Monday, February 22, 1993

How to Be a Phone Professional

Ok! I’m peeved, miffed, rankled… Why should I have to pay taxes at a higher rate just because I work hard enough to make over $200,000 a year? I earn it and I’m tired of you leeches expecting me to cure all of your problems. I’m doing fine myself. Don’t you people realize that if you tax me more, I’ll spend less, the economy will slow down and we’ll all suffer? Bring back Bush!!! There I’m glad I got that off my chest.

The real topic of this week’s page nine is about being a phone professional, or if you’d rather, being professional on the phone. I "do" the phone thing for a living. On an average "Dave" day, I will answer around 45 calls per hour. I don’t tell you this to impress you, rather I tell you this to elicit sympathy. HEP ME!

Last week for the umpteenth time I was told by one of the headcheeses in the agency that the phones were the "most important" job in the office. Between three full time phone people we answer close to 800 calls a day. To many of those callers, their only exposure to the Secretary of State’s Office is their experience with us on the phone. That’s shy it is important to at least give the perception we are decent, competent, and obedient civil servants.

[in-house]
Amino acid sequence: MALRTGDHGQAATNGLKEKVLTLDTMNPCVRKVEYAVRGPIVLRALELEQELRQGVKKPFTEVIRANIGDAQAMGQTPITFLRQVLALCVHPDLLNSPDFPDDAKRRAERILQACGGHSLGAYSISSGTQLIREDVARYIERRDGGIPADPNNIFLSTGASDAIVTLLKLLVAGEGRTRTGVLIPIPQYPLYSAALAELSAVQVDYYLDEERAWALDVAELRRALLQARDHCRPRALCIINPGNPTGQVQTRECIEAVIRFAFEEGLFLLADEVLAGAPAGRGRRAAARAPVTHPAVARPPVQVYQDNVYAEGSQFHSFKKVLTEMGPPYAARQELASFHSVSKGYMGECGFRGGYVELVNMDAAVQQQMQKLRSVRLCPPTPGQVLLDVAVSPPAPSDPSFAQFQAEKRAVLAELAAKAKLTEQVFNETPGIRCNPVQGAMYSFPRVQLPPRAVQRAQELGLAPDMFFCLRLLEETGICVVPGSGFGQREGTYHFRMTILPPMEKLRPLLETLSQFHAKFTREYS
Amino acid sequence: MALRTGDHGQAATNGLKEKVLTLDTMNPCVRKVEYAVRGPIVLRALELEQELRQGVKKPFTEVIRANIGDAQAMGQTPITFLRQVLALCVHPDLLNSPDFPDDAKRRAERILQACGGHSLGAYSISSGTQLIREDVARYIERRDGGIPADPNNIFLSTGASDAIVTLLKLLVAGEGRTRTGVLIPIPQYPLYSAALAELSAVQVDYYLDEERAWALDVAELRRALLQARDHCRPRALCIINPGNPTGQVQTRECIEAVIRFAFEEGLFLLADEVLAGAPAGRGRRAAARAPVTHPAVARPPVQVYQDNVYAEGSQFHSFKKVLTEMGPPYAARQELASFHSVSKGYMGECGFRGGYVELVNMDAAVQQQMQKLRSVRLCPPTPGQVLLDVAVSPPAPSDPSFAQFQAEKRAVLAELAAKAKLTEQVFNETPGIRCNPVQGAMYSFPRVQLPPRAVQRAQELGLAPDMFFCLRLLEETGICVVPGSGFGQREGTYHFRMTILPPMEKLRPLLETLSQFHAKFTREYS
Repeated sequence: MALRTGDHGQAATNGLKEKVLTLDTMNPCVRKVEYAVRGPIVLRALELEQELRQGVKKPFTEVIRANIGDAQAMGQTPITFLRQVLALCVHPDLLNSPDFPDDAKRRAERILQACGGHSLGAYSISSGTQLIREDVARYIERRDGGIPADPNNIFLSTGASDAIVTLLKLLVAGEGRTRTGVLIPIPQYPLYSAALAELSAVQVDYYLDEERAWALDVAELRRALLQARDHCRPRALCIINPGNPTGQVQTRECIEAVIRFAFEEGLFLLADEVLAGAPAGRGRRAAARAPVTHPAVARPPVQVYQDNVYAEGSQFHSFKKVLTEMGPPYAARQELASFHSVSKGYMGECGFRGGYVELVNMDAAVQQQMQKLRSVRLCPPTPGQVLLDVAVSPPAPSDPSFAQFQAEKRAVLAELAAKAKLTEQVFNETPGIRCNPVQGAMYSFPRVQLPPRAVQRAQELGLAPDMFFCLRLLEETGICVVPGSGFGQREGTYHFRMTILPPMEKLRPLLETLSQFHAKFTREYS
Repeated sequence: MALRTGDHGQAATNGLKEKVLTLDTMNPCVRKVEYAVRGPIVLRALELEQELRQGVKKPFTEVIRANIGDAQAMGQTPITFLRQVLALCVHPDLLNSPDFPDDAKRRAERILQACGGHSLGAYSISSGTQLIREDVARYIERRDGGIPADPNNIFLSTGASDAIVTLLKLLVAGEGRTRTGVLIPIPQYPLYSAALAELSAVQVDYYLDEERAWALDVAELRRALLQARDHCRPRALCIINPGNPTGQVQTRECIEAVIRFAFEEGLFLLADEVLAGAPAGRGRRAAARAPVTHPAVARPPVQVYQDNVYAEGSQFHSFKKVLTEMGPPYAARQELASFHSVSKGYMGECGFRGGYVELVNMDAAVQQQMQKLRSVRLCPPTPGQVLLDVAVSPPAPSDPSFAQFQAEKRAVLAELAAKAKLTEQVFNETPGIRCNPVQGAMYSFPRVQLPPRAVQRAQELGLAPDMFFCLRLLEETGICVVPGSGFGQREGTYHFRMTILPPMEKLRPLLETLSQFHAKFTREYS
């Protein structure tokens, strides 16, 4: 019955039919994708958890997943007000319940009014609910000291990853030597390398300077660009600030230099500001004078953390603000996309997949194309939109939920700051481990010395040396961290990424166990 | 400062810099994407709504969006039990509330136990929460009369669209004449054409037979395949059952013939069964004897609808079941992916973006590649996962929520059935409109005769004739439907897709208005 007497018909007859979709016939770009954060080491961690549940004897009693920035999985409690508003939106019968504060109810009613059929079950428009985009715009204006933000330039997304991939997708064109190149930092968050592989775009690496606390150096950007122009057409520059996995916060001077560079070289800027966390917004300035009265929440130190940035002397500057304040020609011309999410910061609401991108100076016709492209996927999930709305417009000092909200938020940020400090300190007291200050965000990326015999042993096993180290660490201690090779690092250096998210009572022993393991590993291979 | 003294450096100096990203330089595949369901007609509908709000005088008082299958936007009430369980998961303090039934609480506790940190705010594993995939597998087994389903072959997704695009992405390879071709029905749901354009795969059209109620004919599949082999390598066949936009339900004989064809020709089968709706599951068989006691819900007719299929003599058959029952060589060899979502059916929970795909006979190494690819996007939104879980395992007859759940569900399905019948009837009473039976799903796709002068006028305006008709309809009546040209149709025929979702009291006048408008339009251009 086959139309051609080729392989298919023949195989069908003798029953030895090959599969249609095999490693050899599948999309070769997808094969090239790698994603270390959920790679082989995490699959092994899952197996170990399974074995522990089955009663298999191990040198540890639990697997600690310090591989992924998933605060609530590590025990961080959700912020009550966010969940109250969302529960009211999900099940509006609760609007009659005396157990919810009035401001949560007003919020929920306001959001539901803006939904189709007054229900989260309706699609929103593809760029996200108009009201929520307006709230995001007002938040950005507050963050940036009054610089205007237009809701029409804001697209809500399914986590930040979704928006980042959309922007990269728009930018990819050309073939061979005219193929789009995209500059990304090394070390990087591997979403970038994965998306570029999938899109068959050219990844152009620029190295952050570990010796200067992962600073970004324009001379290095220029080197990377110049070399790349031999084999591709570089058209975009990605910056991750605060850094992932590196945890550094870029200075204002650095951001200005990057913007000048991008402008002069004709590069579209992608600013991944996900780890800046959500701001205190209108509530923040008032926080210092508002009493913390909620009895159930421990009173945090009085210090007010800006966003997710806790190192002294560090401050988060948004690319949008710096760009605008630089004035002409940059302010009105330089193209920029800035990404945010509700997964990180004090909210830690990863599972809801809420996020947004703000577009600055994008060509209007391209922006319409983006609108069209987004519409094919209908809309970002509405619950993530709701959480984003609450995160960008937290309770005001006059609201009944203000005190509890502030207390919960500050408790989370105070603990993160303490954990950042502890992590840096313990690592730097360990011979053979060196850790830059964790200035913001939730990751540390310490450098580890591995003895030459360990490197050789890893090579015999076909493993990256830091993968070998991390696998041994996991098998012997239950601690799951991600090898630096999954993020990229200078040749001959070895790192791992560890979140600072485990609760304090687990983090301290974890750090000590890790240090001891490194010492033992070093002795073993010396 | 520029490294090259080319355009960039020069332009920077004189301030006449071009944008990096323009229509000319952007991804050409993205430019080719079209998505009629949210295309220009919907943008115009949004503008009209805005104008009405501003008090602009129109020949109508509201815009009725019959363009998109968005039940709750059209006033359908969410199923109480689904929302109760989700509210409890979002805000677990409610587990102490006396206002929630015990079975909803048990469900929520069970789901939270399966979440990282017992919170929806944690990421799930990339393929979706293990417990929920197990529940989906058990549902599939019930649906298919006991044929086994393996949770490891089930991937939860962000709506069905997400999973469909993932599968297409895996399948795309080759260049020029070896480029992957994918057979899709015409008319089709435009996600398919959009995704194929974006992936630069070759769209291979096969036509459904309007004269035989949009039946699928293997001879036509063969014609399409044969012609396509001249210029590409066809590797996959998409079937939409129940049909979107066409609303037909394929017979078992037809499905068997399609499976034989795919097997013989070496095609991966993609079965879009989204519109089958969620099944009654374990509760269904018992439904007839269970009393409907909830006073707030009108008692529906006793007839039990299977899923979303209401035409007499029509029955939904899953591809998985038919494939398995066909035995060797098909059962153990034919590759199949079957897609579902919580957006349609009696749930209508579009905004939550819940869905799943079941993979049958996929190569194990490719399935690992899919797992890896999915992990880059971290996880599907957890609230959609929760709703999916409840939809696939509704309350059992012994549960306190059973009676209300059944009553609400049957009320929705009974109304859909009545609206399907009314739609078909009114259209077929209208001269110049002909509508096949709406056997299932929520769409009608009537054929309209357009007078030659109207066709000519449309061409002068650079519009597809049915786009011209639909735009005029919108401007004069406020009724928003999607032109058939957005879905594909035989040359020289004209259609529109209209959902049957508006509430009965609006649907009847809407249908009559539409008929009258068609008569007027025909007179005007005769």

I’ve been in this current position, picking up blinking line after blinking line, for approximately 17 months now. Despite my usual lack of depth perception, I have picked up a thing or two to do a better job. The most important thing you can do in answering the phones is to be a good listener. Many callers get flustered when they are making a call. They aren’t prepared for a conversation, they don’t know exactly what they are looking for, nor do they know the information you have available to you. To make the call as short and as efficient as possible, you have to try to get the caller to focus on what they are making the call for. This is done by listening to not only their words but by listening to what they are not telling you. There is a major difference between hearing and listening.

Seldom do I make a caller repeat themselves. It is an effective tool to paraphrase what you believe they have just told you. "So what you are saying is…" This relays to the caller that you have heard what they said. This also immediately clears up any mis-communication that might have occurred.